When I was in college, I lived in a mostly black, poor neighborhood. That's where I grew up, but I attended a mostly white upper-class school in conservative Mississippi. I was often very aware of how I presented myself.
I think that the more of us who take the time to understand how someone else is feeling, the more likely we are to resist alongside them.
In the YA community, we are fighting for you and alongside you. When you make your voice heard, we're gonna be even louder on your behalf. That's definitely what I would like for teenagers to know. We've got you. We got you. I promise we do
I knew there were calls for diversity in children's lit, but you always wonder as a person of color, how diverse is too diverse?
Bent Literary Agency had a Q&A on Twitter, and I took a chance and asked if the Black Lives Matter movement was an appropriate topic for a YA novel. Brooks Sherman, who is now my agent, responded that he didn't think any topics were inappropriate
Especially for young POC, when we enter majority-white spaces, we feel the need to assimilate, to blend in, to prove ourselves. I don't think we discuss it enough.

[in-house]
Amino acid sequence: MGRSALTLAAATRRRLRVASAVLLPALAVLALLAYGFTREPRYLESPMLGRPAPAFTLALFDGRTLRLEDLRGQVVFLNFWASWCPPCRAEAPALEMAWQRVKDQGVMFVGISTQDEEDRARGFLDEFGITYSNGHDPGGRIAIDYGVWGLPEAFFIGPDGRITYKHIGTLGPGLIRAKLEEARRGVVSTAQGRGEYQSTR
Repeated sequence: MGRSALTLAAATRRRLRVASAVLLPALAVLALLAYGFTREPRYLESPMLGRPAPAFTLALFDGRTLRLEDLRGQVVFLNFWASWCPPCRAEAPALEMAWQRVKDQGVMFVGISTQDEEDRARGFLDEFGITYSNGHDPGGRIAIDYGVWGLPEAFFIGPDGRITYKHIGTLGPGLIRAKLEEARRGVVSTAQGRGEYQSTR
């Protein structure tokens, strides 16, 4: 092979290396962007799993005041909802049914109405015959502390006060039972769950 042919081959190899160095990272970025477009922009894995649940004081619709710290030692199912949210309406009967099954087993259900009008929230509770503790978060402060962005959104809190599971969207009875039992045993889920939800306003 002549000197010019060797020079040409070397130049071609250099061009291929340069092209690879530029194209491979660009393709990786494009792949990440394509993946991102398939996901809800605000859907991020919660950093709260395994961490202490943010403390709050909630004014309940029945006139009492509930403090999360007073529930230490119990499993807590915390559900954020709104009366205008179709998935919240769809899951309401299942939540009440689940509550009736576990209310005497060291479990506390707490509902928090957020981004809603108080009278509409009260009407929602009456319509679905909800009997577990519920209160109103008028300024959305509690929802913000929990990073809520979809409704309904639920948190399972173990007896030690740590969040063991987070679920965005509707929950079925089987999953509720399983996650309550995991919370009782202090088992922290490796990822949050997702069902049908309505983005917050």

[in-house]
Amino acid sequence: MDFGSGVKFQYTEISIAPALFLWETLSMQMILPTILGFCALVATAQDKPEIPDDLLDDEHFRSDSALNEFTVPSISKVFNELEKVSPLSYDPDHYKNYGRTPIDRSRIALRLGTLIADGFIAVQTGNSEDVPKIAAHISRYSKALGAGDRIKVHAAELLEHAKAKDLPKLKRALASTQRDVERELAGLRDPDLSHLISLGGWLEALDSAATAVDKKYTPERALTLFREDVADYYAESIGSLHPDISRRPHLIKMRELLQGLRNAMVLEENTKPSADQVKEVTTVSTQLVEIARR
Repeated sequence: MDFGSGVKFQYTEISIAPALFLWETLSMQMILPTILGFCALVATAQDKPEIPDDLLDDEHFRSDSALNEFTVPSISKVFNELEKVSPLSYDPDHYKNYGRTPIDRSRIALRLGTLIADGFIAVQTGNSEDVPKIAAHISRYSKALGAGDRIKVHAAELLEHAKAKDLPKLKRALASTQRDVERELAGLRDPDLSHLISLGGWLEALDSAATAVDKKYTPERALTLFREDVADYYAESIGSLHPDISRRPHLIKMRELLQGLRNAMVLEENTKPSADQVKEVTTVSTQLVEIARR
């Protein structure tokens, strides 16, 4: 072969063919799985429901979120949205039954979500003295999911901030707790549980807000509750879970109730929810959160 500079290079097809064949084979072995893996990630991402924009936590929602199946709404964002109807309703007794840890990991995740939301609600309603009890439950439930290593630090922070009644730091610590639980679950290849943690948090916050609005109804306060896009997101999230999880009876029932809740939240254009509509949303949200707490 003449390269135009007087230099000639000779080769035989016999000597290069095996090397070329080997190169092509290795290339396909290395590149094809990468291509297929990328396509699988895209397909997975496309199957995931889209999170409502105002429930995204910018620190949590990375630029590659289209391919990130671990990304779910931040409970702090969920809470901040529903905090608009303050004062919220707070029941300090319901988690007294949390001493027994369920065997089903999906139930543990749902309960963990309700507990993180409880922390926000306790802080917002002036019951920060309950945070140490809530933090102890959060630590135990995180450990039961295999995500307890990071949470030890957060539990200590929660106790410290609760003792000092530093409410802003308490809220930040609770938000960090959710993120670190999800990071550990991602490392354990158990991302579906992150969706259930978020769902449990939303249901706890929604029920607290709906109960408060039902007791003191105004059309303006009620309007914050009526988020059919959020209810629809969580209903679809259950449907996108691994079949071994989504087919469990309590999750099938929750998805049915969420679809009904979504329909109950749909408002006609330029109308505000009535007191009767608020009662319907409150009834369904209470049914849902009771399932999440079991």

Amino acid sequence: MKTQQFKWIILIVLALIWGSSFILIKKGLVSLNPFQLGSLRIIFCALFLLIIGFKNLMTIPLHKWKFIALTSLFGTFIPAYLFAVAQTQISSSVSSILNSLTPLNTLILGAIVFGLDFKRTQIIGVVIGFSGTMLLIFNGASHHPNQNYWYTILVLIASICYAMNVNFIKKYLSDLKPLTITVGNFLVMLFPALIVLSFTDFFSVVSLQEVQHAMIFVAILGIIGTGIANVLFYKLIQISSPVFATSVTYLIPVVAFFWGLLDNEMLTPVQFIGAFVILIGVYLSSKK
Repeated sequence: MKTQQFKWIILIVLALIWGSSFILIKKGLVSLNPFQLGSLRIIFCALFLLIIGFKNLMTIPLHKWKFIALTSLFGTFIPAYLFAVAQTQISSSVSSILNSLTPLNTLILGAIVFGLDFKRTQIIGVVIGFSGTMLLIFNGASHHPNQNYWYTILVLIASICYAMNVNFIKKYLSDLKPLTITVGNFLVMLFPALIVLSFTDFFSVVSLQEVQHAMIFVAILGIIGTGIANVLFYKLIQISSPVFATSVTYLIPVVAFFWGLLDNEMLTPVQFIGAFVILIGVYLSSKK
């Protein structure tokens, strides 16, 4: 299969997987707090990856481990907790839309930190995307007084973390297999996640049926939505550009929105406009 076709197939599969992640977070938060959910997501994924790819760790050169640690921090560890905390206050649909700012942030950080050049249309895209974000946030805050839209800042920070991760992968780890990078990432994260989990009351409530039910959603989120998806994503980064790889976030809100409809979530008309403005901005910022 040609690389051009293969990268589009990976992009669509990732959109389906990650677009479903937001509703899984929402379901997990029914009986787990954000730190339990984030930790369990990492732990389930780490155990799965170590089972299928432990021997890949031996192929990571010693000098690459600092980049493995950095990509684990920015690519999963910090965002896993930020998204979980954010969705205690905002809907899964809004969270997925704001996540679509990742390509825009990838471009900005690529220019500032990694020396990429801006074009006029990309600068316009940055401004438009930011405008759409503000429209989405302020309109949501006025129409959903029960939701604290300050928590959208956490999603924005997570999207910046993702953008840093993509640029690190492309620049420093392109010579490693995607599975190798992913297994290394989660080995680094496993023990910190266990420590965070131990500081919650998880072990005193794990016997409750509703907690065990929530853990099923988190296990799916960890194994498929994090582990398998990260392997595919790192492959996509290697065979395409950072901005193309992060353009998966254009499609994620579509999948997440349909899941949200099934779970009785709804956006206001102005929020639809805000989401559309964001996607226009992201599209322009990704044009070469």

The transition from unknown to known-in-publishing has been empowering but also challenging. It's an honor to know that people actually want to know what I think about certain issues, but I also have to be careful about what I say or, rather, how I s
I really do hope 'The Hate U Give' provides mirrors for readers who don't often get them in books. I've had so many young black girls tell me just how thrilled they are to see someone who looks like them on the cover. I hope that they
Initially, I wanted to write middle grade. YA scared me: there's a lot of responsibility in being a YA author. It's so important to give that age range the right books that reflect their world and show them themselves.
I wanted to write a book like a rapper would write it - I didn't want to hold back. Rappers catch a lot of slack; I'm not going to be cursing up a storm, but when I look at Nas… his first album is one of my favorites. I want to tell stories li
At the time when I was in college, Oscar Grant had just lost his life in Oakland, Calif. He was an unarmed young black male who had a record. And at the time when his death was making headlines, more people were talking about what he had done in his past
Michael Brown - when he lost his life, there was more focus on what he had done sometimes than what was done to him.
I think the more we see more officers holding each other accountable, the more we will see people trust cops in this country.
I'm not sure I could ever write for adults. That's not to throw shade or anything, but I feel like teenagers are much more open-minded and willing to listen sometimes.
When I was a kid, if you asked me what I wanted to be when I grew up, the answer was easy - the next Lisa Leslie.
At 7, I was shooting 3s with so much ease that the guys at the neighborhood park were impressed. Michael Jordan was one of the best humans to walk the earth in my eyes, third only to Jesus and my mother.